MP calls for Robin Hood Gardens' demolition after failed listing bid

Politician calls for immediate demolition of Robin Hood Gardens after listing bid fails

The latest bid to grant listing status to the Brutalist Robin Hood Gardens estate in east London has failed and the local MP has called for it to be "brought down ASAP".

Public body Historic England – which administers and maintains the register of England's listed buildings – has announced that the UK government will not list the historic 1970s complex designed by architects Alison and Peter Smithson.

This is in spite of the revived campaign by heritage organisation the Twentieth Century Society, which is supported by architects including Richard Rogers.

Labour politician Jim Fitzpatrick, the elected member of parliament for Poplar and Limehouse, told Dezeen that the estate's historical significance is "nonsense".

"We have two buildings from the same period and style in Glenkerry and Balfron, and in much better condition," Fitzpatrick said. "Robin Hood Gardens is well past its demolition date, and should be brought down ASAP in my view."

Robin Hood Gardens was granted a five-year immunity from heritage listing in 2009 meaning that the council was free to demolish the complex. Although demolition was scheduled it did not take place, so at the end of the five-year period the Twentieth Century Society revived its original campaign, which had gained support from architects including Robert Venturi, Zaha Hadid and Toyo Ito.

Historic England has now said that the estate "does not make the grade" for listed status and has made a recommendation for a new certificate of immunity.

Historic England's head of designation Emily Gee commented: "We assessed the complex for listing in 2008 and our advice was subject to detailed scrutiny and review. No new information has come to light that would cause us to revise our assessment, so we stand by our view that Robin Hood Gardens does not meet the very high threshold for listing."

"The complex does not equal the architectural achievement of other 20th-century estates which have been listed, such as the Barbican and Brunswick Centre in London, and Park Hill in Sheffield.

"Listing is highly selective and decisions must be made objectively. While respecting the opinions of campaigners, after careful review of all the points received by the consultees, we recommended once again that Robin Hood Gardens does not make the grade."

The Twentieth Century Society's Henrietta Billings has described the decision as "extremely disappointing".

"We were hoping the listing of the estate would bring a new, more rigorous appreciation and a fresh look at the architecture – it's why we're really keen to see it listed," Billings told Dezeen.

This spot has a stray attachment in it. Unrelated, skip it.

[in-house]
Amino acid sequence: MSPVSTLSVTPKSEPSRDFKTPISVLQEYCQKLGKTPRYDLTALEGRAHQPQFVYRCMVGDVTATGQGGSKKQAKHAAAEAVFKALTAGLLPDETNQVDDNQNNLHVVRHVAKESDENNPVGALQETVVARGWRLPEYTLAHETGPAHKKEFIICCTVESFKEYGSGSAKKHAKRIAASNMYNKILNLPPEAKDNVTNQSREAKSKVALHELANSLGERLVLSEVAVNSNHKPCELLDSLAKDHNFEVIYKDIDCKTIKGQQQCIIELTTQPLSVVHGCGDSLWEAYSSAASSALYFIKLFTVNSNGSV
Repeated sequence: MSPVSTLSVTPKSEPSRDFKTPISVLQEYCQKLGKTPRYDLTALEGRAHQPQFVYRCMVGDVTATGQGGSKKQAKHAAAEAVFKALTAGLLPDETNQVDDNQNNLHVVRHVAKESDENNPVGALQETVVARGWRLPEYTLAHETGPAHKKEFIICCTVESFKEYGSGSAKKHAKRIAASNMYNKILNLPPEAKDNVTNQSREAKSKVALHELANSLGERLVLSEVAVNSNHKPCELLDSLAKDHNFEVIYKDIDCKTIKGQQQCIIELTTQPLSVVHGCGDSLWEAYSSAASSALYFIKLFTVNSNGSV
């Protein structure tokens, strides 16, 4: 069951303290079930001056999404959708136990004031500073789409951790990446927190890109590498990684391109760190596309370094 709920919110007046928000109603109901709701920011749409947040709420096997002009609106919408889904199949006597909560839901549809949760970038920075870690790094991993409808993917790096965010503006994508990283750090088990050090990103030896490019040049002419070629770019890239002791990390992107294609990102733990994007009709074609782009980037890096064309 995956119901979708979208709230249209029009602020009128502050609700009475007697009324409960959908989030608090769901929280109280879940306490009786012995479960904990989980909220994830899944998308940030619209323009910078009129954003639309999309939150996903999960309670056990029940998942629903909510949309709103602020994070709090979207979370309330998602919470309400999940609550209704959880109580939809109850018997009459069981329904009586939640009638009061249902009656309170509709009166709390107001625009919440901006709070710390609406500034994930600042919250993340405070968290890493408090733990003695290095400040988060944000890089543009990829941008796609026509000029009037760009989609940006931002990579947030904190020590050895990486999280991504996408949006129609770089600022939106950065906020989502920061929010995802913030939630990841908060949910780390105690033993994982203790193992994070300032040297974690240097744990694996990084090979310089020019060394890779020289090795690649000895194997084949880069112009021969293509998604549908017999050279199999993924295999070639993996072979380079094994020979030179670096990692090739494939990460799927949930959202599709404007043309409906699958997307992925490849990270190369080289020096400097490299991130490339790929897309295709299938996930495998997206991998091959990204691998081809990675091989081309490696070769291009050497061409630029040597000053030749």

"The architecture has been misunderstood and under appreciated, and also unfairly maligned due to maintenance issues and underinvestment over a long period of time. This has added to the perception that it's the fault of the architecture rather than other issues around things like maintenance and general upkeep."

"This is the second time we've asked to understand the decision and how they have arrived at the decision not to list, and what expert advice they used to reach that conclusion," she added.

Robin Hood Gardens by Alison and Peter Smithson

Based on the Brutalist concept of "streets in the sky", the 213-apartment estate was completed in 1972. Architects Alison and Peter Smithson had already established themselves as key protagonists of "New Brutalism", with projects including the Economist Building in Piccadilly and Smithdon High School in Hunstanton, Norfolk.

Richard Rogers recently described the Robin Hood Gardens as post-war Britain's "most important" social housing development, adding that the case for listing is "stronger than ever".

In an open letter co-signed by the Smithson's son and Rogers' colleague Simon Smithson, he wrote: "The buildings, which offer generously sized flats that could be refurbished, are of outstanding architectural quality and significant historic interest, and public appreciation and understanding of the value of Modernist architecture has grown over the past five years, making the case for listing stronger than ever."

"Last time listing was considered the views of the architectural community were ignored but we believe there is now a real chance of saving the building for posterity but only if the minister hears, first hand, the views of the profession on the architectural merits of these exceptional buildings."

Property developer Swan is planning new housing to replace Robin Hood Gardens, with the backing of Tower Hamlets council.

The Twentieth Century Society has issued a Freedom of Information request in a bid to fully reveal the processes behind the decision. Going forward, the organisation will "have to decide whether we want to challenge or ask for a review," Henrietta Billings told Dezeen.

A spokesperson for the UK government's Department of Culture, Media and Sport said: "[Historic England] were clear it did not meet requirements for listing" but declined to comment further. Government heritage minister Tracey Crouch was unavailable for comment.

Photography is by Luke Hayes.